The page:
2. Grant money comes from the public sector. We found no private grants dedicated to this purpose.
  3. While the most specialized material adaptable to developmentally disabled adults is high interest/low ability, it may not always be appropriate. Selectivity is essential to appropriate library development.
  4. Very few publishers print material that covers subject matter of interest to retarded adults.
  5. Training in the distribution and selection of material should have the benefit of a professional librarian's knowledge and experience.
  6. Media centers for the handicapped should be model community environments, enhancing and expanding life skills which habilitate the clients. A crucial aspect is to normalize, humanize, and de institutionalize.
  7. Technological advancements have increased the availability of information to the handicapped. Assistive devices are in a dynamic state of redevelopment. Page turners, mechanized wheel chairs, magnifiers, and innumerable other aids are changing the lives of the handicapped. The technology of microcomputers, exemplified by touch screens and voice activation, allow for a wealth of physical and intellectual experiences heretofore unavailable.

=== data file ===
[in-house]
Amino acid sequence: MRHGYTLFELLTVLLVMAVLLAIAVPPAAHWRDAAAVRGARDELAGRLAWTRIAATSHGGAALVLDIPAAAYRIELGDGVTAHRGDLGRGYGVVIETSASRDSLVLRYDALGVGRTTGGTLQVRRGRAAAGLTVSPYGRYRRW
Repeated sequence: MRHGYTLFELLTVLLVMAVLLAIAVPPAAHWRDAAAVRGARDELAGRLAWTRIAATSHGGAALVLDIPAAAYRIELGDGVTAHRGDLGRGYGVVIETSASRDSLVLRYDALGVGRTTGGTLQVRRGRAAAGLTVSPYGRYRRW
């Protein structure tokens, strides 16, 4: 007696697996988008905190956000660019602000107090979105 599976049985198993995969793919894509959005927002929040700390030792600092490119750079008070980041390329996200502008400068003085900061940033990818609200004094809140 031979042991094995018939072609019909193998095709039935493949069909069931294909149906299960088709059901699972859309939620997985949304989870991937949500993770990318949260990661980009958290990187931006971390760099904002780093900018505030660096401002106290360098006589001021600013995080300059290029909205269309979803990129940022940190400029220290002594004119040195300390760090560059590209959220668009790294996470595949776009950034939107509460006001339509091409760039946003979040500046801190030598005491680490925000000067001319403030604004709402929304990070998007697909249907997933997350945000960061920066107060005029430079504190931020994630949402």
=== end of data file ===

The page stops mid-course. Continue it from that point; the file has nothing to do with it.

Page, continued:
8. Anyone currently entering the field of special library development focusing on adults with disabilities is a pioneer.
The sociological theories of learning and mainstreaming propounded by the special outreach community really work when the user is given exposure to material that is understandable and appropriate. The effort to bring handicapped people into the body of the community and the teaching of acceptance of people who might otherwise be isolated because of physical or mental differences will eventually bring outstanding rewards. Improvements can be measured. Abilities can be tested and graded. Mental stimulation can brighten and reflect a positive attitude toward learning.

Publishers have not yet caught up with the high/low market. What little material that has been printed has not really been marketed. With the vast potential for sales, both nationally and internationally, marketing staffs are missing a huge opportunity. Publishers must open the barriers of their imagination and fill the void for very special libraries all over the world.